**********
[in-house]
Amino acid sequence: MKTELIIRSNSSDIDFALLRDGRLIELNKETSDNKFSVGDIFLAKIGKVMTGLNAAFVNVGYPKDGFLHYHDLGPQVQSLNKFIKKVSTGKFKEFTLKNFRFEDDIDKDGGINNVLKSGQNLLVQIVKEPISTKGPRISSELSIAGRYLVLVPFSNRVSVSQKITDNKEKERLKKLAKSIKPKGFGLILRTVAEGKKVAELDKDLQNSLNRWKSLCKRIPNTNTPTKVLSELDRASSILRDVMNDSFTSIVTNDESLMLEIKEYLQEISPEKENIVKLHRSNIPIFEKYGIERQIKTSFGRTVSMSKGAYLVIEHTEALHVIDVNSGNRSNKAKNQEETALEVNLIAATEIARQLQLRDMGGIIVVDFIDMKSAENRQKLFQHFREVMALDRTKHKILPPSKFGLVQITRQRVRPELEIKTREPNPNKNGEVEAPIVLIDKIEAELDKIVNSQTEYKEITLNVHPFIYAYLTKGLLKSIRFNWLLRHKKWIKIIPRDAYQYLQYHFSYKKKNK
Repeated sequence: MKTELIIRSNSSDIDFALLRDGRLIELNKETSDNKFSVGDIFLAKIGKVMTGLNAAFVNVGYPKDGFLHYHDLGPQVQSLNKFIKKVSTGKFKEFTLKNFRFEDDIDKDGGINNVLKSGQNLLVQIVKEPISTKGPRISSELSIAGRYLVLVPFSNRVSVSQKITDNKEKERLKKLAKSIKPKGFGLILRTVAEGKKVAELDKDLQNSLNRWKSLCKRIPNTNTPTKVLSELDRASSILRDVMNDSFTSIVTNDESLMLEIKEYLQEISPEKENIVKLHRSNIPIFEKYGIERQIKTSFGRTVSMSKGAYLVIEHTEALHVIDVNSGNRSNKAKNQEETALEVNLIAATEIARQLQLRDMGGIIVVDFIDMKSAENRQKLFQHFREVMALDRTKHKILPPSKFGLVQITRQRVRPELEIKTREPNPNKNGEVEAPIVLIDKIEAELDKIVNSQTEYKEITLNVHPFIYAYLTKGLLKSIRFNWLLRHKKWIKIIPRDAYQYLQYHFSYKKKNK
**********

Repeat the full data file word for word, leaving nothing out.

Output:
[in-house]
Amino acid sequence: MKTELIIRSNSSDIDFALLRDGRLIELNKETSDNKFSVGDIFLAKIGKVMTGLNAAFVNVGYPKDGFLHYHDLGPQVQSLNKFIKKVSTGKFKEFTLKNFRFEDDIDKDGGINNVLKSGQNLLVQIVKEPISTKGPRISSELSIAGRYLVLVPFSNRVSVSQKITDNKEKERLKKLAKSIKPKGFGLILRTVAEGKKVAELDKDLQNSLNRWKSLCKRIPNTNTPTKVLSELDRASSILRDVMNDSFTSIVTNDESLMLEIKEYLQEISPEKENIVKLHRSNIPIFEKYGIERQIKTSFGRTVSMSKGAYLVIEHTEALHVIDVNSGNRSNKAKNQEETALEVNLIAATEIARQLQLRDMGGIIVVDFIDMKSAENRQKLFQHFREVMALDRTKHKILPPSKFGLVQITRQRVRPELEIKTREPNPNKNGEVEAPIVLIDKIEAELDKIVNSQTEYKEITLNVHPFIYAYLTKGLLKSIRFNWLLRHKKWIKIIPRDAYQYLQYHFSYKKKNK
Repeated sequence: MKTELIIRSNSSDIDFALLRDGRLIELNKETSDNKFSVGDIFLAKIGKVMTGLNAAFVNVGYPKDGFLHYHDLGPQVQSLNKFIKKVSTGKFKEFTLKNFRFEDDIDKDGGINNVLKSGQNLLVQIVKEPISTKGPRISSELSIAGRYLVLVPFSNRVSVSQKITDNKEKERLKKLAKSIKPKGFGLILRTVAEGKKVAELDKDLQNSLNRWKSLCKRIPNTNTPTKVLSELDRASSILRDVMNDSFTSIVTNDESLMLEIKEYLQEISPEKENIVKLHRSNIPIFEKYGIERQIKTSFGRTVSMSKGAYLVIEHTEALHVIDVNSGNRSNKAKNQEETALEVNLIAATEIARQLQLRDMGGIIVVDFIDMKSAENRQKLFQHFREVMALDRTKHKILPPSKFGLVQITRQRVRPELEIKTREPNPNKNGEVEAPIVLIDKIEAELDKIVNSQTEYKEITLNVHPFIYAYLTKGLLKSIRFNWLLRHKKWIKIIPRDAYQYLQYHFSYKKKNK